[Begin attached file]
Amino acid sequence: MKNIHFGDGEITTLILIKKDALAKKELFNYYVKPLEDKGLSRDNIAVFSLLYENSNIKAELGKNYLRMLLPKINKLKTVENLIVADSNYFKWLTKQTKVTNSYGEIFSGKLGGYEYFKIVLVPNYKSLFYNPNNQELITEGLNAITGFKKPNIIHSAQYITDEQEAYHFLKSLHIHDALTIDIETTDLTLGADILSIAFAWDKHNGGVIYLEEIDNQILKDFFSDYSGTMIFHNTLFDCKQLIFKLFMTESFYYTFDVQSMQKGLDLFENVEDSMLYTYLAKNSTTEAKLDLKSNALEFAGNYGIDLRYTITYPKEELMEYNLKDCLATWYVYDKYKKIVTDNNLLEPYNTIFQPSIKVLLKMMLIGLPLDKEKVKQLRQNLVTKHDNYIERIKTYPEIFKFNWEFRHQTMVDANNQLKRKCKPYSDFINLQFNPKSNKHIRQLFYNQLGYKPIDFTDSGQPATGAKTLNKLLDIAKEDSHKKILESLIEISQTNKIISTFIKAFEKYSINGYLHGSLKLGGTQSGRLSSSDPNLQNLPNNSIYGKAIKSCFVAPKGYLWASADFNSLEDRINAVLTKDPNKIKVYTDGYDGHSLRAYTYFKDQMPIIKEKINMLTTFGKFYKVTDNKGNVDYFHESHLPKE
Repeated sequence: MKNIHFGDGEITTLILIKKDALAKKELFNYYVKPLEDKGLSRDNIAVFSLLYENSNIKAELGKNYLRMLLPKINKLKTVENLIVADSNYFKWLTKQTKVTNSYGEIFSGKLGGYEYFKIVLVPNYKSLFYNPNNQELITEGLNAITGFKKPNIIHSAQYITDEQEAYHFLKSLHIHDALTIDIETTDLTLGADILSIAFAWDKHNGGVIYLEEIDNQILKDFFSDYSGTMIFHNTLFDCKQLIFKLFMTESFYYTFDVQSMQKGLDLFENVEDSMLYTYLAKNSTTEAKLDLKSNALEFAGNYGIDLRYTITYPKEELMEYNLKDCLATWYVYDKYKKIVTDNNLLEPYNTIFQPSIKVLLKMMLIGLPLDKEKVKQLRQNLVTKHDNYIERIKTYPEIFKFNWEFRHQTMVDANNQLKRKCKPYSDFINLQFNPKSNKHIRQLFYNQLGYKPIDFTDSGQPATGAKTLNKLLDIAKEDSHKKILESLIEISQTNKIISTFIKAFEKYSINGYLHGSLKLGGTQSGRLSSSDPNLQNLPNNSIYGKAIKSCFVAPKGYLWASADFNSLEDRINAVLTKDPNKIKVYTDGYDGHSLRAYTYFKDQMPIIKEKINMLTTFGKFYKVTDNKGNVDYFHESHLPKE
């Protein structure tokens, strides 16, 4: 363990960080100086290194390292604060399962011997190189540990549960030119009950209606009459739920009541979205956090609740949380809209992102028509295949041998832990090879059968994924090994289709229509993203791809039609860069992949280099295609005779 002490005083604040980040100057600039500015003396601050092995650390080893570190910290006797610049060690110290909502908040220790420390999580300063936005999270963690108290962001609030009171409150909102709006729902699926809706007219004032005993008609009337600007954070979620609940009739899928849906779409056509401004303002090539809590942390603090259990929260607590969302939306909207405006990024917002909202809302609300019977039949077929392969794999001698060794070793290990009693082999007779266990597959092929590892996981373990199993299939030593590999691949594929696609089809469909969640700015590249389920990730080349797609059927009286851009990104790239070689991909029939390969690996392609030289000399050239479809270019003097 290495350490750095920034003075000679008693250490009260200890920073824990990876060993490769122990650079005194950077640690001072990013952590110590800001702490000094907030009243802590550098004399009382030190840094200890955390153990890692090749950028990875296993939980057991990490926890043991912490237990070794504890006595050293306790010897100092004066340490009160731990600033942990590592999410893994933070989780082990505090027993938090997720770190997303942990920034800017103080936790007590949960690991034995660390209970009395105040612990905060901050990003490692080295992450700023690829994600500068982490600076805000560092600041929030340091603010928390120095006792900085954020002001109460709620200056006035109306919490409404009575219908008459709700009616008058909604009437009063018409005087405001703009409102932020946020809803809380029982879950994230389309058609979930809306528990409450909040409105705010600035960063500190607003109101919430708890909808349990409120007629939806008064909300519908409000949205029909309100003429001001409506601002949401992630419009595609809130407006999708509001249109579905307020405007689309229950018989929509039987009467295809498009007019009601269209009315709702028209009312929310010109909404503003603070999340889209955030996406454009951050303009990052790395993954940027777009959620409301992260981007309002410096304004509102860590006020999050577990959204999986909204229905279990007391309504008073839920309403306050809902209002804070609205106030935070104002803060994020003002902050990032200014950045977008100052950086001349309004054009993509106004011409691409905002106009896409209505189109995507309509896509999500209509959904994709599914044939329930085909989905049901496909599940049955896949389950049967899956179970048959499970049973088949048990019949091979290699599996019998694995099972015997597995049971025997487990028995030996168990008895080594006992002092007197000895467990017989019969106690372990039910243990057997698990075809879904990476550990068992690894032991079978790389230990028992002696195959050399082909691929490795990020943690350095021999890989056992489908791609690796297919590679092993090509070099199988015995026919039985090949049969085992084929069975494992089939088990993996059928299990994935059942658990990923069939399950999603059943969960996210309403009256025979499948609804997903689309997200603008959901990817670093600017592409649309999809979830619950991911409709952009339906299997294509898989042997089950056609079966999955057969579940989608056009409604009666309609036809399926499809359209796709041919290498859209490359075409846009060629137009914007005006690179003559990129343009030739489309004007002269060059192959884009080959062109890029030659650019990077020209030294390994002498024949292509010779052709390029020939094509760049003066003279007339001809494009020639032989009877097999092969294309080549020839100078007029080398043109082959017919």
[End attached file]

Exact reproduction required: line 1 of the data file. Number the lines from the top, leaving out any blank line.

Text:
Amino acid sequence: MKNIHFGDGEITTLILIKKDALAKKELFNYYVKPLEDKGLSRDNIAVFSLLYENSNIKAELGKNYLRMLLPKINKLKTVENLIVADSNYFKWLTKQTKVTNSYGEIFSGKLGGYEYFKIVLVPNYKSLFYNPNNQELITEGLNAITGFKKPNIIHSAQYITDEQEAYHFLKSLHIHDALTIDIETTDLTLGADILSIAFAWDKHNGGVIYLEEIDNQILKDFFSDYSGTMIFHNTLFDCKQLIFKLFMTESFYYTFDVQSMQKGLDLFENVEDSMLYTYLAKNSTTEAKLDLKSNALEFAGNYGIDLRYTITYPKEELMEYNLKDCLATWYVYDKYKKIVTDNNLLEPYNTIFQPSIKVLLKMMLIGLPLDKEKVKQLRQNLVTKHDNYIERIKTYPEIFKFNWEFRHQTMVDANNQLKRKCKPYSDFINLQFNPKSNKHIRQLFYNQLGYKPIDFTDSGQPATGAKTLNKLLDIAKEDSHKKILESLIEISQTNKIISTFIKAFEKYSINGYLHGSLKLGGTQSGRLSSSDPNLQNLPNNSIYGKAIKSCFVAPKGYLWASADFNSLEDRINAVLTKDPNKIKVYTDGYDGHSLRAYTYFKDQMPIIKEKINMLTTFGKFYKVTDNKGNVDYFHESHLPKE